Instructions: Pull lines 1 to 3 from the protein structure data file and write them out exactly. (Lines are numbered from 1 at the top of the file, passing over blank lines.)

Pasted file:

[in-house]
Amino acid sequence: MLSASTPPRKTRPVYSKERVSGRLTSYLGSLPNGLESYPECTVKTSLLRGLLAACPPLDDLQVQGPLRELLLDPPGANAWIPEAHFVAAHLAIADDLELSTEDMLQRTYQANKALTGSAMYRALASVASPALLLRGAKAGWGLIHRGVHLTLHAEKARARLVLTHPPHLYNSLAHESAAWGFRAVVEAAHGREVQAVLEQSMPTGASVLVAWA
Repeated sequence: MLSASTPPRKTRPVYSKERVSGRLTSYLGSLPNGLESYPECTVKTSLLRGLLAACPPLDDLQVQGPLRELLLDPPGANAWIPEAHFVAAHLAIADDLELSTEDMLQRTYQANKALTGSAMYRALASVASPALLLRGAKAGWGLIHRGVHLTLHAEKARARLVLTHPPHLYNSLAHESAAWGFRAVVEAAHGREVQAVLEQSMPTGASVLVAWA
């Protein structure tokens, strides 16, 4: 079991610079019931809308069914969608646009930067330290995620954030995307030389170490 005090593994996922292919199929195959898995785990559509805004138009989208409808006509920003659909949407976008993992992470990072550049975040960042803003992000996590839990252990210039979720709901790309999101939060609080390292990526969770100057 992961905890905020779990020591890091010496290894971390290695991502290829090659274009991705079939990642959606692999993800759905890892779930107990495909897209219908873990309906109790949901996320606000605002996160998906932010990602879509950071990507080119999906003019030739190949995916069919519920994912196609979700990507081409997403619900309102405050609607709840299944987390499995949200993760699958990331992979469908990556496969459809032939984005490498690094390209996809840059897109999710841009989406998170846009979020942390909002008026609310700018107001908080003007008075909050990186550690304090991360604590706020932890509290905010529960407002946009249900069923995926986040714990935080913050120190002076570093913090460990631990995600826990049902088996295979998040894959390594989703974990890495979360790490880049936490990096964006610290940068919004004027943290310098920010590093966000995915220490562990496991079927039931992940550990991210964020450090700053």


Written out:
[in-house]
Amino acid sequence: MLSASTPPRKTRPVYSKERVSGRLTSYLGSLPNGLESYPECTVKTSLLRGLLAACPPLDDLQVQGPLRELLLDPPGANAWIPEAHFVAAHLAIADDLELSTEDMLQRTYQANKALTGSAMYRALASVASPALLLRGAKAGWGLIHRGVHLTLHAEKARARLVLTHPPHLYNSLAHESAAWGFRAVVEAAHGREVQAVLEQSMPTGASVLVAWA
Repeated sequence: MLSASTPPRKTRPVYSKERVSGRLTSYLGSLPNGLESYPECTVKTSLLRGLLAACPPLDDLQVQGPLRELLLDPPGANAWIPEAHFVAAHLAIADDLELSTEDMLQRTYQANKALTGSAMYRALASVASPALLLRGAKAGWGLIHRGVHLTLHAEKARARLVLTHPPHLYNSLAHESAAWGFRAVVEAAHGREVQAVLEQSMPTGASVLVAWA